As for his other exhibits, I have to say I didn’t fully understand them. I was at a loss over “Shooting into the Corner,” where a cannon is fired at twenty-minute intervals from one room into another. The shells of red wax, weighing nearly twenty pounds, travel at fifty miles per hour. By the end of the exhibition, some thirty tons of wax will eventually accumulate in and around the corner. The anticipation of this symbolic act of violence had the crowd mesmerized! The next couple of rooms were also hard for me to appreciate beyond their technical brilliance. One of the most recent works by Kapoor is a body of cement sculptures, which are squeezed from a computer-controlled three-dimensional printer, following a preordained design from the artist. Let’s just say, this was not very appealing and reminded me of house-training my dogs. The pièce de résistance was “Svayambh,” which is titled after a Sanskrit word meaning “self-generated” and occupies the five galleries at the rear of the Royal Academy. It is literally a massive block of red wax that moves very slowly, along tracks, squeezing itself through the classical doorways of the Academy and leaving behind a viscous red residue. The piece weighs 30 tons – not sure how this exhibit goes on tour!

The good news is, you can then duck out the back door and lunch at one of my favorite places of all time, Cecconi’s. After the Kapoor exhibit, you need a Cecconi’s lunch before you can move on. It’s classic Italian (with Venetian roots), and is very much the Bond Street scene!

After Cecconi’s, it was then off to see a very new artist at the Haunch of Venison located at 6 Burlington Gardens (behind the Royal Academy, not much signage from the street). For his first exhibition, German painter Jonas Burgert has developed a new body of work that continues his interest in complex and mysterious narrative styles. “Working in luminous, seemingly fluorescent colors…the artist depicts an apocalyptic mood of an end time, visions of a netherworld, an unknown myth or peculiar dream.” Maybe inspired by the current global times! I think I was attracted to Burgert’s art because he is a storyteller, with inspirations coming from diverse ideologies and cultures from around the world. Influences from his travels to India and Egypt as well as the Late Renaissance period were clear. His work reminded me of Bruegel, El Greco, Tintoretto, Poussin and Beckmann. Burgert lives and works in Berlin, and his collection was entirely sold out when we saw it. Definitely a reason to plan a museum trip to Berlin.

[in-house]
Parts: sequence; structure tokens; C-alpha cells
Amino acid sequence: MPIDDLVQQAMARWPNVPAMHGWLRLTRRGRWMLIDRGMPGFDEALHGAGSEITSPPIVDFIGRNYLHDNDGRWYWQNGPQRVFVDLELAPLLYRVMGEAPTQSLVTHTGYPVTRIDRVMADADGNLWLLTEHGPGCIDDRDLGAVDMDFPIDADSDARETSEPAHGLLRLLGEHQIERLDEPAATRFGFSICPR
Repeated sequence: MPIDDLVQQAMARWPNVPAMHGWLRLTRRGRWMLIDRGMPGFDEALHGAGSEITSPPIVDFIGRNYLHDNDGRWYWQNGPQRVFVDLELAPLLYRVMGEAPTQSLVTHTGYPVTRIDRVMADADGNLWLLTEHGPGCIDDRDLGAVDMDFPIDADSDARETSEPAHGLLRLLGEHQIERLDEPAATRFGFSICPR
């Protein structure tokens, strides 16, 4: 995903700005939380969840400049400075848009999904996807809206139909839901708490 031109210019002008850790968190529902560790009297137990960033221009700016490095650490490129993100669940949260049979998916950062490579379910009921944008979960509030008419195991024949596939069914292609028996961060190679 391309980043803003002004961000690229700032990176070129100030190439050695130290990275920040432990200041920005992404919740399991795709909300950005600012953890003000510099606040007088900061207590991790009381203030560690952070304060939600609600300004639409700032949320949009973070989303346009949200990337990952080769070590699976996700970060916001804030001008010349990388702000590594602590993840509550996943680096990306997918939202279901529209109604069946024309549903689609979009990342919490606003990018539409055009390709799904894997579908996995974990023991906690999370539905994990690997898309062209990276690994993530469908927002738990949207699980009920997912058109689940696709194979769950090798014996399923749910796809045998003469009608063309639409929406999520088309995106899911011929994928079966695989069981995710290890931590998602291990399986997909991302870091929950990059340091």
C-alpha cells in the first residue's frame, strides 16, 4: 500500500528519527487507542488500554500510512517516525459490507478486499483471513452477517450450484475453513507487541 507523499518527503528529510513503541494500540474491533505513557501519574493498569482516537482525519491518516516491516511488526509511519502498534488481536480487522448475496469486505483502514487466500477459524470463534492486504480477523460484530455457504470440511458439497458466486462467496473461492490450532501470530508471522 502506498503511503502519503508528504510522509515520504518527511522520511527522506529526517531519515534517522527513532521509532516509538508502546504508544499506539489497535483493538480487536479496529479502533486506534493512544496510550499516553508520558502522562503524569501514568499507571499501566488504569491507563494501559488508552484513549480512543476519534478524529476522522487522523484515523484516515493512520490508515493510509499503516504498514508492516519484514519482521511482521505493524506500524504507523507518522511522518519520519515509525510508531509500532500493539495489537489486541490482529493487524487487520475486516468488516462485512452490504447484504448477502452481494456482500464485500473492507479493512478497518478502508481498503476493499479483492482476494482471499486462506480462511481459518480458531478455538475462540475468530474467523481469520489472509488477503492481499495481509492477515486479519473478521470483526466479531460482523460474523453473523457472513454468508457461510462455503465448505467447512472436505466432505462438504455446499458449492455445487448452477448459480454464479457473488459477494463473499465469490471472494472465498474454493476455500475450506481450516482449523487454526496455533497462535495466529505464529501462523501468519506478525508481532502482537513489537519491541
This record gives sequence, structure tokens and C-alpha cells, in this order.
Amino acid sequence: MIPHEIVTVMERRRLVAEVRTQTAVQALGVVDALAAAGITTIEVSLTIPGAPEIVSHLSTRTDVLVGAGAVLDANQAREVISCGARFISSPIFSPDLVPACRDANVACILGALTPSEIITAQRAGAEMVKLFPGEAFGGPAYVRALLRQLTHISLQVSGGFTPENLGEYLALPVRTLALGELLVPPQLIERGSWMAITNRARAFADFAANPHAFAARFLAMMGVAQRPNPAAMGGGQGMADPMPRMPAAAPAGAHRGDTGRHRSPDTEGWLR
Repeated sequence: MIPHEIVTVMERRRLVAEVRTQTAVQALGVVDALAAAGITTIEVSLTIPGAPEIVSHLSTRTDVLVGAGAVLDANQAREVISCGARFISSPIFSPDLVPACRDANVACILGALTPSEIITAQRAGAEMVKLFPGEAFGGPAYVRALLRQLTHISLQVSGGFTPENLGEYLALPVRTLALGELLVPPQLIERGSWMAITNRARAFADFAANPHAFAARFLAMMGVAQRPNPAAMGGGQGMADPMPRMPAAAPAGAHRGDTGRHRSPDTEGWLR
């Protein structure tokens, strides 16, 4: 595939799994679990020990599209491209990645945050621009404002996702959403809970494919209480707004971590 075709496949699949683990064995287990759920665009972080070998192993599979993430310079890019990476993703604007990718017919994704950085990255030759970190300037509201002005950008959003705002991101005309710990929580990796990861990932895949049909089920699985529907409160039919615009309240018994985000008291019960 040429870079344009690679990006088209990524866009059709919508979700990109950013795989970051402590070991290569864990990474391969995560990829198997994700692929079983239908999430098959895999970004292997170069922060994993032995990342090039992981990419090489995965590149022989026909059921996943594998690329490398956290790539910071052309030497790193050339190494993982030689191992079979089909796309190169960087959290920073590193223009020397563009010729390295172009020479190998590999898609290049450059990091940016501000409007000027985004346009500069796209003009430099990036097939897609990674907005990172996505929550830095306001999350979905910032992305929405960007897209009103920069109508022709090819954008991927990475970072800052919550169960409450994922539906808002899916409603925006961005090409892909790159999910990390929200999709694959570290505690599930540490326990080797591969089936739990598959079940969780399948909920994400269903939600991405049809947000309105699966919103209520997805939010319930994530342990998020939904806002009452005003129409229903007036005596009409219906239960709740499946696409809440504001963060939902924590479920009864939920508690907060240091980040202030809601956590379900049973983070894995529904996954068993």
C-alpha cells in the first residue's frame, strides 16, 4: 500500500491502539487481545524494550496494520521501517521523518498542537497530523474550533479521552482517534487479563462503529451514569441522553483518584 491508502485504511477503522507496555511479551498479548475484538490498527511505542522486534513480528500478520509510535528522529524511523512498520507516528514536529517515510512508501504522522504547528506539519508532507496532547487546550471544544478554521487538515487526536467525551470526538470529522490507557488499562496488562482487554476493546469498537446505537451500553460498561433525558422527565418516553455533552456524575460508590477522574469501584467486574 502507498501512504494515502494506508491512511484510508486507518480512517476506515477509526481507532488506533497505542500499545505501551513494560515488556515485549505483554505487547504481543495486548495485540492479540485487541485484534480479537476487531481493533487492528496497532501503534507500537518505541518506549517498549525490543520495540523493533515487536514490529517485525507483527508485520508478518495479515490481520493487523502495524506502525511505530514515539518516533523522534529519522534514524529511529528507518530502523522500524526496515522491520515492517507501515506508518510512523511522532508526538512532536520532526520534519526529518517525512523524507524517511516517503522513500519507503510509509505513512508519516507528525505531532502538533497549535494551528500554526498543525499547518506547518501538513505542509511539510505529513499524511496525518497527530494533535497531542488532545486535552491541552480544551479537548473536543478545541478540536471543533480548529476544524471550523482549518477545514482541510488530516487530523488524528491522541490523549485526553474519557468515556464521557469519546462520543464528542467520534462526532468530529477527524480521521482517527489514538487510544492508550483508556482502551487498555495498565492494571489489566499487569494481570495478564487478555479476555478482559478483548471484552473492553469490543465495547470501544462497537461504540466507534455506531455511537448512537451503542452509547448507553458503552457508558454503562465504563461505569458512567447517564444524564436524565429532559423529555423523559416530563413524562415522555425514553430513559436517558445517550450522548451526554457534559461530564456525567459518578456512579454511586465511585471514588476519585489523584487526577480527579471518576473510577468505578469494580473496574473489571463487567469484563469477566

Finally, we made a brief stop at The Wallace Collection to see the No Love Lost, Blue Paintings exhibition by Damien Hirst: 25 new paintings, including two triptychs that are being shown in London for the first time. These works mark a radical shift from his previous artistic and studio practice, to the solitary art of painting. Created between 2006 and 2008, they reflect the artist’s fascination with mortality and the darkness or uncertainty at the heart of the human condition. Less shocking than his Natural History works, and less provocative than his diamond encrusted Skull, this latest collection still confirms Hirst as one of the most intriguing and influential artists of his time.